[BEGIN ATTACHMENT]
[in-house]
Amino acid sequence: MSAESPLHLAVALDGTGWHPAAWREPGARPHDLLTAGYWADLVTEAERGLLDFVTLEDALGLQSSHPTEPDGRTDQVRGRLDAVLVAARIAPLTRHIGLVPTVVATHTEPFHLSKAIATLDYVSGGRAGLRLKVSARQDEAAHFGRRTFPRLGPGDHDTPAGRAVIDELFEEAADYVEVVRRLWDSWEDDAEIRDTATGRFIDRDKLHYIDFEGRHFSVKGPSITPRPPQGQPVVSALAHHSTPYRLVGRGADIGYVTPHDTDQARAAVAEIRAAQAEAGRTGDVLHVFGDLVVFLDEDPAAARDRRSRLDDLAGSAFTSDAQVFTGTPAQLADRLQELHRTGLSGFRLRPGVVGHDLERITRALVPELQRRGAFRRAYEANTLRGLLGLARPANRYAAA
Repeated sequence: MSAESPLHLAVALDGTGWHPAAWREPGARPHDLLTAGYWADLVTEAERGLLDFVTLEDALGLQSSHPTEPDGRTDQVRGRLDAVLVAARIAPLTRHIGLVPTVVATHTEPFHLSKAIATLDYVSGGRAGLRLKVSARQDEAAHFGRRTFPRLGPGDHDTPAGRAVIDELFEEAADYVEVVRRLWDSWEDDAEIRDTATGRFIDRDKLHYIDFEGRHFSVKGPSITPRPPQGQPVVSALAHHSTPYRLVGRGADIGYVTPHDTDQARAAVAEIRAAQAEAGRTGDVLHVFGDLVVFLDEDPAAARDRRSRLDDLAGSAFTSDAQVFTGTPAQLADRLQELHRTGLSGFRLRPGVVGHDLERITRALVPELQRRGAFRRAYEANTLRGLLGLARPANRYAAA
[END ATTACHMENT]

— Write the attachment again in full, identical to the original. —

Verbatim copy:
[in-house]
Amino acid sequence: MSAESPLHLAVALDGTGWHPAAWREPGARPHDLLTAGYWADLVTEAERGLLDFVTLEDALGLQSSHPTEPDGRTDQVRGRLDAVLVAARIAPLTRHIGLVPTVVATHTEPFHLSKAIATLDYVSGGRAGLRLKVSARQDEAAHFGRRTFPRLGPGDHDTPAGRAVIDELFEEAADYVEVVRRLWDSWEDDAEIRDTATGRFIDRDKLHYIDFEGRHFSVKGPSITPRPPQGQPVVSALAHHSTPYRLVGRGADIGYVTPHDTDQARAAVAEIRAAQAEAGRTGDVLHVFGDLVVFLDEDPAAARDRRSRLDDLAGSAFTSDAQVFTGTPAQLADRLQELHRTGLSGFRLRPGVVGHDLERITRALVPELQRRGAFRRAYEANTLRGLLGLARPANRYAAA
Repeated sequence: MSAESPLHLAVALDGTGWHPAAWREPGARPHDLLTAGYWADLVTEAERGLLDFVTLEDALGLQSSHPTEPDGRTDQVRGRLDAVLVAARIAPLTRHIGLVPTVVATHTEPFHLSKAIATLDYVSGGRAGLRLKVSARQDEAAHFGRRTFPRLGPGDHDTPAGRAVIDELFEEAADYVEVVRRLWDSWEDDAEIRDTATGRFIDRDKLHYIDFEGRHFSVKGPSITPRPPQGQPVVSALAHHSTPYRLVGRGADIGYVTPHDTDQARAAVAEIRAAQAEAGRTGDVLHVFGDLVVFLDEDPAAARDRRSRLDDLAGSAFTSDAQVFTGTPAQLADRLQELHRTGLSGFRLRPGVVGHDLERITRALVPELQRRGAFRRAYEANTLRGLLGLARPANRYAAA